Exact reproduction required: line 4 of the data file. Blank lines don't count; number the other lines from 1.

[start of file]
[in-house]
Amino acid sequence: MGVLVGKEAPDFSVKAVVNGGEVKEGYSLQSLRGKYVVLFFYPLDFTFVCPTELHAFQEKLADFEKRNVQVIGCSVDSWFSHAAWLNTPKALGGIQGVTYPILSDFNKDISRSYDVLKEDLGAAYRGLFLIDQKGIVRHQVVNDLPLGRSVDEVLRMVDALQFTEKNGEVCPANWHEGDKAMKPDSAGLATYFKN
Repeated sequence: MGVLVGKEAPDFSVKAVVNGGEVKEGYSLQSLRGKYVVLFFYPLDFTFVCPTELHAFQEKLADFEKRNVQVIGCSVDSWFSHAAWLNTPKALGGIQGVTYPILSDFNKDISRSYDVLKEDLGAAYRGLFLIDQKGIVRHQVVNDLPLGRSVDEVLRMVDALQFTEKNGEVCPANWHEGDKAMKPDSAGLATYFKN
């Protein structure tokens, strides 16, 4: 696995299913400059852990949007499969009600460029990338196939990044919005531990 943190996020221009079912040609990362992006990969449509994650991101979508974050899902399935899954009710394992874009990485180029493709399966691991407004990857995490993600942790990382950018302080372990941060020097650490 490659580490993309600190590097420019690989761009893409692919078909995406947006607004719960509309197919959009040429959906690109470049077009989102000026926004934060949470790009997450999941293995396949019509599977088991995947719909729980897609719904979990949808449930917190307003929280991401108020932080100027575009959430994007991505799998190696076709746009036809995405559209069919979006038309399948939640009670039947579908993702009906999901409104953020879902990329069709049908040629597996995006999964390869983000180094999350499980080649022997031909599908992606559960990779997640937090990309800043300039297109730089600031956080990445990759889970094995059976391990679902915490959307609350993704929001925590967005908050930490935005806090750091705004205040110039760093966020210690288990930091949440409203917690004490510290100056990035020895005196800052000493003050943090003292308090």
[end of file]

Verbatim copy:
């Protein structure tokens, strides 16, 4: 696995299913400059852990949007499969009600460029990338196939990044919005531990 943190996020221009079912040609990362992006990969449509994650991101979508974050899902399935899954009710394992874009990485180029493709399966691991407004990857995490993600942790990382950018302080372990941060020097650490 490659580490993309600190590097420019690989761009893409692919078909995406947006607004719960509309197919959009040429959906690109470049077009989102000026926004934060949470790009997450999941293995396949019509599977088991995947719909729980897609719904979990949808449930917190307003929280991401108020932080100027575009959430994007991505799998190696076709746009036809995405559209069919979006038309399948939640009670039947579908993702009906999901409104953020879902990329069709049908040629597996995006999964390869983000180094999350499980080649022997031909599908992606559960990779997640937090990309800043300039297109730089600031956080990445990759889970094995059976391990679902915490959307609350993704929001925590967005908050930490935005806090750091705004205040110039760093966020210690288990930091949440409203917690004490510290100056990035020895005196800052000493003050943090003292308090």